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City, state leaders champion legislation to clean Washington state waterways

Potential legislation would provide funding to local governments to remove derelict structures out of waterways and help restore the environment.

TACOMA, Wash. — The remains of the Dickman Mill are a fixture in Christian Farrier’s commute.

Farrier recently moved to Tacoma from Los Angeles and works as a teacher at the Science and Math Institute.

As he rides his bike to and from the Institute, Farrier says he’s come to appreciate the view of the pilings coming out of the water.

“I see it every morning, and every afternoon,” he said. “It’s pretty, it’s part of my commute, it’s one of the things I see. I do really enjoy it.”

But new legislation may remove those pilings once and for all.

City, tribal and state leaders met in Tacoma’s Commencement Bay to highlight the importance of House Bill 1378.

The Dickman Mill went out of business in 1977, and its remains are known by elected officials as one of the “Filthy Four,” a group of industrial sites that most threaten public safety and the environment.

HB 1378 would provide close to $20 million to remove the sites.

Commissioner of Public Lands and Pierce County-born Hilary Franz says the state has a responsibility to protect and preserve Washington’s waterways.

“My family’s been in Pierce County since 1938,” she told the crowd. “I’d come down here, and would look at these structures and wonder why they weren’t removed. My children look at these structures and go, why are they still there? It’s not a working framework or structure, why are they still here?”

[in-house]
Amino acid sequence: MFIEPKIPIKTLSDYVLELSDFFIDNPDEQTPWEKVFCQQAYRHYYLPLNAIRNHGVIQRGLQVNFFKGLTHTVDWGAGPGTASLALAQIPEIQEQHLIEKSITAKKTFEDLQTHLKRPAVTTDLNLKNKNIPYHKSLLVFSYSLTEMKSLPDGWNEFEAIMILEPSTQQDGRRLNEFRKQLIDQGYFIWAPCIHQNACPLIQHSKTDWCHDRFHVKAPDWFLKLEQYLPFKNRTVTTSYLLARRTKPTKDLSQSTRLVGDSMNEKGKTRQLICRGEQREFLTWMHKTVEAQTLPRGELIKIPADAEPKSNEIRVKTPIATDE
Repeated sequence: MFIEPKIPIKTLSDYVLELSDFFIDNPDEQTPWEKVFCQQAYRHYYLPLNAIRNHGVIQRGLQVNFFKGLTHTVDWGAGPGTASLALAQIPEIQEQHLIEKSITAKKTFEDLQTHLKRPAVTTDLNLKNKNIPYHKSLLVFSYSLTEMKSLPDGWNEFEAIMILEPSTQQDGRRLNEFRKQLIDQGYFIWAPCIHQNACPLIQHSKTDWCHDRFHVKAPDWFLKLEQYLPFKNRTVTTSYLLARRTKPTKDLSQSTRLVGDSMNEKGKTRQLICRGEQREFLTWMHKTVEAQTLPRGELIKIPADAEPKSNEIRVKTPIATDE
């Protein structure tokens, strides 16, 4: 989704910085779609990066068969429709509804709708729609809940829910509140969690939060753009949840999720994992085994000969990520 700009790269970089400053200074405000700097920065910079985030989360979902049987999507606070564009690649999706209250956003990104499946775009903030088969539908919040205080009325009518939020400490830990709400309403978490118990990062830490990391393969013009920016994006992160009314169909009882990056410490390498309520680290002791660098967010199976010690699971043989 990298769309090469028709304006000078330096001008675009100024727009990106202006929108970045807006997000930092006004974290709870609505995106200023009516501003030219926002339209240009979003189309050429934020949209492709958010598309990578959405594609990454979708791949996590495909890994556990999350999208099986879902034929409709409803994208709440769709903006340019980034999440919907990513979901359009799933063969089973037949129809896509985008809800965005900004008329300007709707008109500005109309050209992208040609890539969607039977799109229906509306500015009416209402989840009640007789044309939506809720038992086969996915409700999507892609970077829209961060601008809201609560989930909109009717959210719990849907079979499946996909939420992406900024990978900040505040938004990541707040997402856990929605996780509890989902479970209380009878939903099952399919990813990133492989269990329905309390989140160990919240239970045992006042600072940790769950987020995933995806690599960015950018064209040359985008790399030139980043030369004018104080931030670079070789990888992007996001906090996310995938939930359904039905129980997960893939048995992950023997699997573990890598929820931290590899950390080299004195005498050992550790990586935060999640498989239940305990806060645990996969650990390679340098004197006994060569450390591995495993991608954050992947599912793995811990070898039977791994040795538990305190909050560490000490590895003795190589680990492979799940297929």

The legislation would also allow access to the Department of Natural Resources’ expertise to get these kinds of structures out of the state’s waterways.

Tacoma Mayor Victoria Woodards says the state stepping up like this is a big help for local governments that have only so many resources to go around.

“We’ve got to make sure that we take care of all the needs that affect our waterfront, like removing these pilings,” Woodards declared. “So often in local government, these projects are really important, but we have so many things that we’re focused on as a city, so many things that we have to fund.”

Given the environmental impact, Farrier understands why the pilings have to be taken out.

“If it’s an environmental hazard, then I’d absolutely understand that it needs to go. Cuz it’s certainly not worth fouling the water, or wildlife itself, just for something that’s sort of nice to look at.”

Although the legislation has passed through the House, it now has to make its way through the Senate. HB 1378 was introduced on March 8, and is currently in committee.

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